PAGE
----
Humboldt State University has again been named among the 353 most environmentally responsible colleges according to The Princeton Review. The education services company features HSU in the 2015 edition of its book, The Princeton Review Guide to 353 Green Colleges.
The spring edition of HSU’s popular Sustainable Speaker Series continues through April with a variety of lectures on topics ranging from clean energy, environmentalism, to climate activism.
Electricity use accounts for nearly one quarter of the greenhouse gas emissions generated at Humboldt State, while transportation emissions from business travel, commuting, and solid waste disposal are responsible for over one third of the total. Those are two of the key findings from a comprehensive inventory of HSU’s greenhouse gas emissions, recently prepared by HSU’s Office of Sustainability.
Humboldt State University topped over 50 universities across the country in the 2014 Game Day Challenge, a national competition that encourages waste reduction at university and college football games.
As California copes with its fourth year of record low rainfall, Humboldt State is taking broad steps to reduce campus water use in its domestic and irrigation systems.
Humboldt State University presents the fall Sustainable Futures Speaker Series through Nov. 20 on the HSU campus.
Humboldt State students, staff and faculty took a sustainable ice bucket challenge at Trinidad Beach on Sept. 12, to raise awareness for amyotrophic lateral sclerosis (ALS).
Humboldt State University will join a global climate march Sept. 19 from 1 to 4 p.m. on the HSU campus.
In California a new story of environmental change is emerging. It is a story that tells how nature and civilization are no longer adversaries but partners, together creating healthy environments amid vibrant economies.
Humboldt State University and the Redwood Parks Association have received a $32,000 grant from the Bureau of Land Management and the Conservation Lands Foundation to promote stewardship of the Headwaters Forest Reserve.
This May the HSU Sustainability Office and the Waste Reduction & Resource Awareness Program (WRRAP) hosted Donation Dash, an annual event designed to reduce waste generated by students moving out of the residence halls.
Humboldt State students recently joined the university’s grounds and landscaping crew to plant 20 trees around the Student Business Services building.
Offering non-stop service from Alaska to New Zealand, the bar-tailed godwit’s journey is one of the more interesting stories to come out of scientists’ use of telemetry. Applications of the simple but effective tracking technique, however, benefit researchers in many less documented day-to-day projects.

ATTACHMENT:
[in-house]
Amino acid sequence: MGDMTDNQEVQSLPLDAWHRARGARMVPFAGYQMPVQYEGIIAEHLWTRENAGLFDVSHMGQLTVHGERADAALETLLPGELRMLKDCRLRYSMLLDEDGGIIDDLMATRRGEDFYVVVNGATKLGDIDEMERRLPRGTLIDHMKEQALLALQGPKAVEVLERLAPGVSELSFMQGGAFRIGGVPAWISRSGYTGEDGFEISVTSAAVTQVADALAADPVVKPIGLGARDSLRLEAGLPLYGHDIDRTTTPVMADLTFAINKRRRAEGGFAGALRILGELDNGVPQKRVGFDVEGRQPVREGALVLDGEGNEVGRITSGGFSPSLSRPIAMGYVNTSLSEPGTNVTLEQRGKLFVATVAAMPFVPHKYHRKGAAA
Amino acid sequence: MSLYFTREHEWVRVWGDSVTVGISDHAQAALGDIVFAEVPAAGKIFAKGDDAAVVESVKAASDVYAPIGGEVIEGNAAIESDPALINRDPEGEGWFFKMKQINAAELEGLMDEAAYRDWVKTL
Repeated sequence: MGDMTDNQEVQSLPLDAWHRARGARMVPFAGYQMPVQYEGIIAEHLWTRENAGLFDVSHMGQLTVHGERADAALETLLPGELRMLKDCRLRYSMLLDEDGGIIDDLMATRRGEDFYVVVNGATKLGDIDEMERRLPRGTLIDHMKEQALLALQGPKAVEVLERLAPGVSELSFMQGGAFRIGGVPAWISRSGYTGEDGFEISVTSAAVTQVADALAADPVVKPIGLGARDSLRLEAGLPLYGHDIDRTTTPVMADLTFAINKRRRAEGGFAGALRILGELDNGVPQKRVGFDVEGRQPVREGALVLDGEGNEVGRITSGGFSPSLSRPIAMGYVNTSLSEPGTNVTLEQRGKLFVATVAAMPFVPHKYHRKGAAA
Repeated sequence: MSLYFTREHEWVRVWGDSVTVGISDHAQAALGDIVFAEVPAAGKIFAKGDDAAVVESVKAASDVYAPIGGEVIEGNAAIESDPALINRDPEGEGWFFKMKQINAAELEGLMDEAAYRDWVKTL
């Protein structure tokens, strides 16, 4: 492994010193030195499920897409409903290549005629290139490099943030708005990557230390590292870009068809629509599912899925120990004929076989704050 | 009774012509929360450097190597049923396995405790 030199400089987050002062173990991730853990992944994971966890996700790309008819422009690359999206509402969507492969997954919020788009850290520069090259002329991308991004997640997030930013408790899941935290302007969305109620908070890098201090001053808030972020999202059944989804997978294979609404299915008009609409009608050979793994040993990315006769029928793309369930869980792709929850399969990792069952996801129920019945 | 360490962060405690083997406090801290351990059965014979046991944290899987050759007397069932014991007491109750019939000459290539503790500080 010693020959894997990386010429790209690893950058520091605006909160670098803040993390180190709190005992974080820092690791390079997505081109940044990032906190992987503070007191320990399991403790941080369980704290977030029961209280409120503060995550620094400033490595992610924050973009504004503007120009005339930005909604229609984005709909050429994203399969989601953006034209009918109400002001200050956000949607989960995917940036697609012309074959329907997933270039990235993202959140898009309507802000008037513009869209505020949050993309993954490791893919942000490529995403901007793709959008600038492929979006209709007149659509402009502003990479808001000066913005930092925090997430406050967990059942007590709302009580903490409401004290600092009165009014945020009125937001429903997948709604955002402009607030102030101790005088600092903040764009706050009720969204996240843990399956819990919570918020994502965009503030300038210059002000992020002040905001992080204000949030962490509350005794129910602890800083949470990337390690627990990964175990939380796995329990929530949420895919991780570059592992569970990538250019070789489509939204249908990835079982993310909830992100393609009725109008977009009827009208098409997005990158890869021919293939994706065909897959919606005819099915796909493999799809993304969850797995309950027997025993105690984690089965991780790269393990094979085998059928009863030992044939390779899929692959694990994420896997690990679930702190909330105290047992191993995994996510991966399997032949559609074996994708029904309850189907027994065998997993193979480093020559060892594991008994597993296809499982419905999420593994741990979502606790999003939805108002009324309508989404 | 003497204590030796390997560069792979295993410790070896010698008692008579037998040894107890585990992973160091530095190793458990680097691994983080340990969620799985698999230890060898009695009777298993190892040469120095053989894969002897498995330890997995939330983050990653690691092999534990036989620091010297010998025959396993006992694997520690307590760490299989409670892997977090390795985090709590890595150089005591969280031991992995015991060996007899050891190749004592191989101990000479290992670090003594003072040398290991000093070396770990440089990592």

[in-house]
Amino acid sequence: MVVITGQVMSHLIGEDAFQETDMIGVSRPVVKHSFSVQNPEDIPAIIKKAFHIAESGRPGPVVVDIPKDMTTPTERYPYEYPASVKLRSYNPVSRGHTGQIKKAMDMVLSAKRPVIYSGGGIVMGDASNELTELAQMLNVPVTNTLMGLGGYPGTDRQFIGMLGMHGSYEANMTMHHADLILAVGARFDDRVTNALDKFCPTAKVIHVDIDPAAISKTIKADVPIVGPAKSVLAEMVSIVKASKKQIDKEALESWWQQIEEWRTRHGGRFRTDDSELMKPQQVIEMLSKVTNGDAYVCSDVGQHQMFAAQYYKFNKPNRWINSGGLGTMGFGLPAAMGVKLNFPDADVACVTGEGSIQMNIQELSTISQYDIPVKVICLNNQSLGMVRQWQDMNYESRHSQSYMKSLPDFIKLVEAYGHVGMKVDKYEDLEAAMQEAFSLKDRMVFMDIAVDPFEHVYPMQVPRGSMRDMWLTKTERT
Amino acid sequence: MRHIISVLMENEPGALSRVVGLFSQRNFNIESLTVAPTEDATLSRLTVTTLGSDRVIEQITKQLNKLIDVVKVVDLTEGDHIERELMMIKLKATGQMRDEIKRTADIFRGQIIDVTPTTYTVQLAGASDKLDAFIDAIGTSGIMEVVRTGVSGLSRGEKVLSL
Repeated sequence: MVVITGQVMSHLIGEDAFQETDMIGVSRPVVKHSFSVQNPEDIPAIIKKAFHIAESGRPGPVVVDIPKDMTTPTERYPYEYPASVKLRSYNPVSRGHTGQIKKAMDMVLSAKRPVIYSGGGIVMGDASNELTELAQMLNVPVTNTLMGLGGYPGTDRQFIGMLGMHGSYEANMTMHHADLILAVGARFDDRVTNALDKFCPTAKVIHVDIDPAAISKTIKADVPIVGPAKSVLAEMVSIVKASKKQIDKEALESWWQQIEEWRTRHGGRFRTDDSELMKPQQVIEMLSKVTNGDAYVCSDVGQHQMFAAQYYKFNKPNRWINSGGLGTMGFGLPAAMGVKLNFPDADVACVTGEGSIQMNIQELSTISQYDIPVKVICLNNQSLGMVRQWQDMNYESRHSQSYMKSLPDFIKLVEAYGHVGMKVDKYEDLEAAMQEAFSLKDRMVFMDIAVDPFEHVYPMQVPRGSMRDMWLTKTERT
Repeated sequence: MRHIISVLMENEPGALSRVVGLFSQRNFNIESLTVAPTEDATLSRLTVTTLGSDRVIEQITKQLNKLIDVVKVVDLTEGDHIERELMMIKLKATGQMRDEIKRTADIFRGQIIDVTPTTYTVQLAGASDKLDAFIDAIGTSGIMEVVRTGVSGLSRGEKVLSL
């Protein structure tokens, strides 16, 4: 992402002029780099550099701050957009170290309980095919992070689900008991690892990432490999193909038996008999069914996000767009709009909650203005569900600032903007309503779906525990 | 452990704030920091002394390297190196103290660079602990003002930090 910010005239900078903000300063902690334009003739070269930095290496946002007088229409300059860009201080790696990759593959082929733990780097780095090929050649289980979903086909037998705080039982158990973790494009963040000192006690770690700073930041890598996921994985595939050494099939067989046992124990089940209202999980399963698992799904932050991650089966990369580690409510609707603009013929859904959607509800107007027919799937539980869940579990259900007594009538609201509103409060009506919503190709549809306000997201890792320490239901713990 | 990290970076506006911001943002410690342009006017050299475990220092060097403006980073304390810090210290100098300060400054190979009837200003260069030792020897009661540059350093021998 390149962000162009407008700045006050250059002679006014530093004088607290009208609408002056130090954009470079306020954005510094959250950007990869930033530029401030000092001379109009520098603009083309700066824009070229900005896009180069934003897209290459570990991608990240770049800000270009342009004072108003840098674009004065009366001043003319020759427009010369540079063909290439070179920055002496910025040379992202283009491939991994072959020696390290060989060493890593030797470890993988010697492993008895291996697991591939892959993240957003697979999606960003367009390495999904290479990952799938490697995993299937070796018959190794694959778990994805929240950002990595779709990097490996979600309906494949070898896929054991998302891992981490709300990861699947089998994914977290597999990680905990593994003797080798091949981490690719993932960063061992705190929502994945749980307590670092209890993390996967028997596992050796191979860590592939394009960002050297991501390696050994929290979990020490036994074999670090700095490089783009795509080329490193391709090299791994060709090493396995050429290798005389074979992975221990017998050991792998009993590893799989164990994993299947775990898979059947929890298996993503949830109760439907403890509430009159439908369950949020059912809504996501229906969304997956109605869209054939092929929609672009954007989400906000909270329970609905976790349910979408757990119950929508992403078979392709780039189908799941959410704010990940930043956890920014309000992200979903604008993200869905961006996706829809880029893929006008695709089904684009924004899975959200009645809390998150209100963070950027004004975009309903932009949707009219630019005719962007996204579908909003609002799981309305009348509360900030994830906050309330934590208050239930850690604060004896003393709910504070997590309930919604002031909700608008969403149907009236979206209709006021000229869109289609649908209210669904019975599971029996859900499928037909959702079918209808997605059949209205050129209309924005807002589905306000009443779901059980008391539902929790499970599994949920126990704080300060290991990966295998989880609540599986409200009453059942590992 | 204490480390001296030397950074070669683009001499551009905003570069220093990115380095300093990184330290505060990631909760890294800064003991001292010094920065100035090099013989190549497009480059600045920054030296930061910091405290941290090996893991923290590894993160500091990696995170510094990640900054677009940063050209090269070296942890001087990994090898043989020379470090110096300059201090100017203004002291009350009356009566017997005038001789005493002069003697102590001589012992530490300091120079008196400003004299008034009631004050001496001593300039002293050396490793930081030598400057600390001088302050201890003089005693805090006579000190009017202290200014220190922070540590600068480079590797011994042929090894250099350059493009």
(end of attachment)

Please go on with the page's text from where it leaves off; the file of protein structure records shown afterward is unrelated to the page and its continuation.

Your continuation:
Professor Lonny Grafman’s Introduction to Design class is a unique combination of engineering, sustainability and community service.
Humboldt State University, along with 15 regional partners, has received a $5.88 million grant from the U.S. Department of Energy to conduct innovative biomass research.
Humboldt State is responding to California’s drought emergency with a series of short and long-term measures aimed at reducing water use on campus.
College students have notoriously bad eating habits. But what does it mean to eat healthy? And can universities do a better job of promoting it?
Humboldt State University’s charitable foundation has adopted an expansive new policy to strictly limit its holdings in a variety of industries, including companies directly or indirectly involved in fossil fuels. And through its “Humboldt Investment Pledge” is urging other foundations to do more to clean up their investments.
Humboldt State’s Schatz Energy Research Center has been awarded a pair of grants totaling more than $2 million from the World Bank Group to support its continued involvement in the Lighting Global initiative. Lighting Global and its sister programs, Lighting Africa and Lighting Asia, support the development of commercial markets for solar charged off-grid lighting products that are affordable to low income people in developing countries.
E-Waste is the name given to computers, televisions, stereos, copiers, cell phones and other electronics nearing the end of their “lifecycles.” Many of these products can be reused, refurbished, or recycled. Unfortunately, discarded electronics is one of the fastest growing segments of our nation’s waste stream.